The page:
Investors in government sponsored Business Premises Renovation Allowances (BPRA) schemes face unexpected demands to repay large sums of tax relief, the Financial Times reports.
BPRA was introduced by the government to attract tax-deductible investment into the renovation of disused commercial properties in deprived areas. The scheme offered tax relief on up to 100 per cent of the investment and proved popular among higher-rate taxpayers seeking to mitigate their liability.
Following claims that the scheme was being exploited, tax inspectors began looking closely at BPRA and have found that a number of arrangements “exhibit some features that have been part of avoidance schemes that HMRC has challenged in the past.”
Now investors in at least three BPRA partnerships have been issued with accelerated payment demands which, in some cases, run into hundreds of thousands of pounds.
Michael Avient, a personal tax partner at UHY Hacker Young, told the FT that the tax bills will come as a shock to investors.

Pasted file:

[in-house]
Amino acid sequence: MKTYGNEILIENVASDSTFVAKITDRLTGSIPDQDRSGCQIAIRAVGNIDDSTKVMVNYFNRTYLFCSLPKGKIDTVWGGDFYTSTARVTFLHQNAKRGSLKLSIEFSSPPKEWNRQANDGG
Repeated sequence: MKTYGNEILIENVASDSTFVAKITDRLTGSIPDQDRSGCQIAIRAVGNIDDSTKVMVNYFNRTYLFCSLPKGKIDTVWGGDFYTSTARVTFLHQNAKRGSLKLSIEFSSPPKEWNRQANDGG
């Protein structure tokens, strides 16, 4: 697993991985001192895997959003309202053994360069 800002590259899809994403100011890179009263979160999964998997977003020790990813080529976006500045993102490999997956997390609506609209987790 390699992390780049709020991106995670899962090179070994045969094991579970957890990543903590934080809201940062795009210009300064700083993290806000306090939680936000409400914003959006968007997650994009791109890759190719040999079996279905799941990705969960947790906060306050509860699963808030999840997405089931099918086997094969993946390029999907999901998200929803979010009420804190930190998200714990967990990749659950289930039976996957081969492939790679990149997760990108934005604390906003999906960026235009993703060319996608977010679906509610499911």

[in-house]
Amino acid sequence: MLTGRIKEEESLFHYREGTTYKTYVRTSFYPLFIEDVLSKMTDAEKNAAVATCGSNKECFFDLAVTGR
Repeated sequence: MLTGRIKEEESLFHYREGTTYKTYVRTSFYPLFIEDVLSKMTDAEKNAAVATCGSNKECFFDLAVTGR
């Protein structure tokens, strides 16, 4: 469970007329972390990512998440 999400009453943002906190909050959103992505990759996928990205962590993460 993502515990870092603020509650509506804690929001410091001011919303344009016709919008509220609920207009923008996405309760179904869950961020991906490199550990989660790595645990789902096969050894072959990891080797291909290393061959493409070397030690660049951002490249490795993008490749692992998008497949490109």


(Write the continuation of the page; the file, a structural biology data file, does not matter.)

“People went into these investments in good faith,” he said. “It is a government scheme and they are now having their tax reliefs removed without warning.
However, a spokesperson for Ingenious, one of the BPRA schemes reportedly targeted in the HMRC action, maintains that the demands will eventually be shown to have been issued in error.
“There appears to be a separate APN team operating independently from the HMRC inspector charged with assessing our partnership and others.
“This team seems to be applying a blanket 30 per cent clawback based on what they have observed elsewhere in the market. This episode again illustrates the grotesque unfairness of the new system.”
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